I have to ask myself - do customers really believe they are getting 'free' oil changes or, as another dealer was advertising, free tires for as long as you own the vehicle? I can maybe see a struggling shop giving away $15 worth of oil and a filter in the hopes that they generate some traffic and build a customer base but eventually someone (the consumer) pays for that oil change in some form. I can't even imagine how the tire deal works. They must have a clause that you need to bring in the car for an 'inspection' every month or else the deal is void.

 

I guess this marketing does work though. Locally the 'free oil change for life' marketing campaign started with 1 dealer and within no more than 2-3 months every dealer in the area was on-board. I doubt they would join if it was a money loosing deal.

Edited by JohnzCarz
Link to comment
Share on other sites

Joe it sounds like you have really built up a loyal group of customers that truly trust you....that's great! We have only been in business now going on 3 years and sometimes it feels like its a real uphill battle convincing customers that we are just as and even sometimes more trustworthy and skilled to service their vehicles. For your FREE safety inspection, what were you planning on including in this......the 24 point oil change inspection?

 

We have a mulitpoint inspection checklist we perform with every LOF service, we will use this (without the LOF, of course). I need to think about how I contact these customers. I wil probably tie it around a service reminder, knowing that thier oil service was done already. I am not concerned about the give-away either. I have learned in the past, that every good deed comes back to us and the rewards of the good deeds outweigh any short term monitary loss.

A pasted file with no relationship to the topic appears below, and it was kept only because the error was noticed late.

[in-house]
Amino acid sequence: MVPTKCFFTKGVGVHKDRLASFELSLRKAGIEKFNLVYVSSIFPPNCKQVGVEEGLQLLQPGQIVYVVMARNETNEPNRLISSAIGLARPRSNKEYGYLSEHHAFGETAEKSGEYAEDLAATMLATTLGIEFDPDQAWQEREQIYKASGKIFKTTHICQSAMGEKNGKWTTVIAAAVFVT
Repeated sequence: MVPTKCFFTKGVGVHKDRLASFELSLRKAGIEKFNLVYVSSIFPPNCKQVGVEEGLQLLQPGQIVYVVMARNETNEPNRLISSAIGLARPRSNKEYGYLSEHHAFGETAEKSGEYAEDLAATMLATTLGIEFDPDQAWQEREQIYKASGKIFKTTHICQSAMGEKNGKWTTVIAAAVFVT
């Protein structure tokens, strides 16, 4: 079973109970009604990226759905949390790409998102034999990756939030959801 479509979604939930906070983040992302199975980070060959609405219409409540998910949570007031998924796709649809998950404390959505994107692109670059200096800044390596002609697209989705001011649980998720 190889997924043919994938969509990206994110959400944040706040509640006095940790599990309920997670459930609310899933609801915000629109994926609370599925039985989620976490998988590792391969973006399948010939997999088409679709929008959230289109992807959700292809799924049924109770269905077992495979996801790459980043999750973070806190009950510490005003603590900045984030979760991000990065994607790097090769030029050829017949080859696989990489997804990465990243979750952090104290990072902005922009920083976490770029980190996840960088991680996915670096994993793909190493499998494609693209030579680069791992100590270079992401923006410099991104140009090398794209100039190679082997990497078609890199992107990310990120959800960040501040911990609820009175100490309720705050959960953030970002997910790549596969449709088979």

Link to comment
Share on other sites

Create an account or sign in to comment

You need to be a member in order to leave a comment

Create an account

Sign up for a new account in our community. It's easy!

Register a new account

Sign in

Already have an account? Sign in here.

Sign In Now
  • Similar Topics

    • By Joe Marconi
      It's hard to believe that it's almost a year since COVID-19 hit.  And for many businesses, and repair shops, it's been a challenge.  While many areas around the country have not seen a downturn, there are other areas that have been harshly impacted.
      Areas such as mine have seen a decline in miles driven per customer of up to 50% or more.  Just consider working from home, the drastic decline of going out to dine and other activities, a decrease in after-school activities, a decease in youth sports, buying online and every other action that has become the norm, and it adds up to a negative impact for so many shops.
      NOW, you know ME.  I always put a positive spin on everything.  At this too shall pass. COVID-19 will be behind us and we need to prepare for great times ahead.  
      I urge everyone to focus on people: Your family, your employees, your customers, and the community.